Thursday, 10 September 2009

360 Photography - Boroughs go for Google Street view

In the context of the Small World time Lapse series I was obviously interested in what else is going on in this field of panoramic photography. Just by chance I also came across new smart camera cars in the neighborhood. I approached them and we had a chat about their work.
They were expecting me to ask about Google Street View. They responded by apologizing for not working for Google and it turned out they work for the London based company 360viewmax (it was printed in rather big letter all over the small car) and they are doing a job for Islington council. It appears that the council has discovered the value of Street View for their purpose. They want to use it for maintenance survey. What that is I haven’t really figured out.
How it works is quit complicated at it involves two people in the car. There is a secondary quite big writing on the back of the small car: “Caution this vehicle stops frequently“. Meaning what it says, the car stops every 20 meters or so to take a picture. It is kind of done manually. Beside the driver the second person in the car has a laptop with GIS information on a map. The location of the image is, I believe manually input into the GIS system. GPS as they have told me is only used for rough navigation as they say it is not accurate enough. Compared to this the Google cars just drive along the road and take photographs on the go. The argument of 360viewmax is that they want to deliver high quality images with a lot of detail. The installation on the roof of the car is three Nikon p6000 cameras. Funny enough the cameras have a built in GPS module but it is not use.
However, there is a cool demonstration of it on the 360viewmax webpage (I had some issues with Firefox this morning when I tried it, but it worked on Safari). You can click into an Islington neighborhood and down to street level to jump into bubbles of 360 panoramas. The interface is rather crude and located somewhere in a GIS technical engineer kind of world. Maybe they develop at some point a neat designed consumer interface.

Images by 360viewmax - screenshot - plan overview, panorama, zoomed in on a car

There has been this huge debate about privacy around Google Street View and they where forced to blur faces and number plates. In this council version of Street View however these elements are not blurred and number plates can be read for example.
In terms of Google Street View, it has sparked a lot of controversy, especially around the launch of it in a new area. I remember the fuzz about it in London for a week, when it first launched earlier this year. And just a month ago the launch in Switzerland sparked the same discussion. Now in London there is hardly any comment on it in the news, apart from the odd use of the service to visualize a location. Also in everyday conversation the fear for losing privacy has been replaced by curiosity and acknowledgment. People speak about it as a useful tool, mainly saying: it is great to see a location that you are not at. Then they bring the excuse of planning for a journey and it would help to orientate in unfamiliar surrounding. We’ll it might do but come on it does not really replace being there. It is related to the phenomenon of the photograph and the discussion of truth. In general photographs are believed to be a true image of reality and therefore Google Street View is in this view a digital replication of the actual scenery at this location. So it urges the question whether it is live and people can be seen, because people identify with it so intensively that it becomes a virtual reality.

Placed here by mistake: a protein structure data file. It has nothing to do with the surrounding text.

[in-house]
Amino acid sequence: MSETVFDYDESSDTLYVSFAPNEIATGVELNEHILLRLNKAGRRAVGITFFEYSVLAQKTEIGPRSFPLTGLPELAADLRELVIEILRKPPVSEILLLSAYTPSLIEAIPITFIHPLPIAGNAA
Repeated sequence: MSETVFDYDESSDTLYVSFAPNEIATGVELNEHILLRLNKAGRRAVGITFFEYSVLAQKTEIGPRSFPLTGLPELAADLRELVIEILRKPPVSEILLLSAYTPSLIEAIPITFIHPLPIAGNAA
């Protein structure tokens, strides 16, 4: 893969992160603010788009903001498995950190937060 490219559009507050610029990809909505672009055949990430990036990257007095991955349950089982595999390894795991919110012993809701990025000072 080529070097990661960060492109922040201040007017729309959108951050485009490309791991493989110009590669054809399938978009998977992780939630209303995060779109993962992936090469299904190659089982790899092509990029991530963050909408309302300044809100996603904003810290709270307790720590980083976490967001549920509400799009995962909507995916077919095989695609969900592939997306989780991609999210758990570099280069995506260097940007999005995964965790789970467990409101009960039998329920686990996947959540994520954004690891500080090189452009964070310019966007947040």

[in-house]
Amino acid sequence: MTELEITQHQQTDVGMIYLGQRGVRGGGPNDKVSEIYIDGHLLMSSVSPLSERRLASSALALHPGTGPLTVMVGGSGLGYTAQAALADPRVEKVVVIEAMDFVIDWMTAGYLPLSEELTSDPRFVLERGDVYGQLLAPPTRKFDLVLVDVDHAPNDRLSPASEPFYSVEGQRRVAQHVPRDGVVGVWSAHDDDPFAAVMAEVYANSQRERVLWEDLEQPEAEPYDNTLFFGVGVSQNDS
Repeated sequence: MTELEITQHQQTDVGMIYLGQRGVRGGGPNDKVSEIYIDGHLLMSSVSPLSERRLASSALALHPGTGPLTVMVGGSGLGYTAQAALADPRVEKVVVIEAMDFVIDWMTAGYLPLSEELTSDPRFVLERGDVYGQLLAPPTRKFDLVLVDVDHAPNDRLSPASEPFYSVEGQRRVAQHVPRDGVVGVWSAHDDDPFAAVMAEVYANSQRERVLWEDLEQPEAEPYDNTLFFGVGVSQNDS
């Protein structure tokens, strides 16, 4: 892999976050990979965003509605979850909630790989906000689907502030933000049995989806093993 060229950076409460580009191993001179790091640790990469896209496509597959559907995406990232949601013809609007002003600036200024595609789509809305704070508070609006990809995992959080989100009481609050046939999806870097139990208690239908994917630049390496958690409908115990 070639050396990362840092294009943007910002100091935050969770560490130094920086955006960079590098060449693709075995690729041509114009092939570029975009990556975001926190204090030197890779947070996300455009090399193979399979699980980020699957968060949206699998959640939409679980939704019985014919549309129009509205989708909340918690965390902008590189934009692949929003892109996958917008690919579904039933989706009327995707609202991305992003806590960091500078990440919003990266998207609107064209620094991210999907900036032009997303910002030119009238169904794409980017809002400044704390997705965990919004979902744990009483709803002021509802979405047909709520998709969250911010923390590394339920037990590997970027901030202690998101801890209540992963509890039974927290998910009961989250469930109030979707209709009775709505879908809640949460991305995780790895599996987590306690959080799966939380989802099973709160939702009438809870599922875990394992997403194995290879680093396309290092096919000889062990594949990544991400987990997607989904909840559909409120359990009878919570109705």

However if you are interested to know where the real Google Street View cars drive a t the moment Google has finally disclosed this information. Not in detail, but you get an idea what areas are getting mapped at the moment and the chances are that you come across a Google camera car. You can click here.


Tomasz said...

I did a similar project for city council of Bialystok, Poland. It was needed for building facade inspection to regulate rules for form and placement of shop signs and choose buildings for renovation. There were almost 200 panoramas done with ~30m spacing.
Is there any info on what exactly Islington coulcil is planning to do with their panoramas?

fan said...

not sure though, haven't found anything about it on the Islington Council page. The guys driving the car just mentioned maintenance, but not sure what this means.

panoramic photo stitching said...

Great post!!!

panorama stitching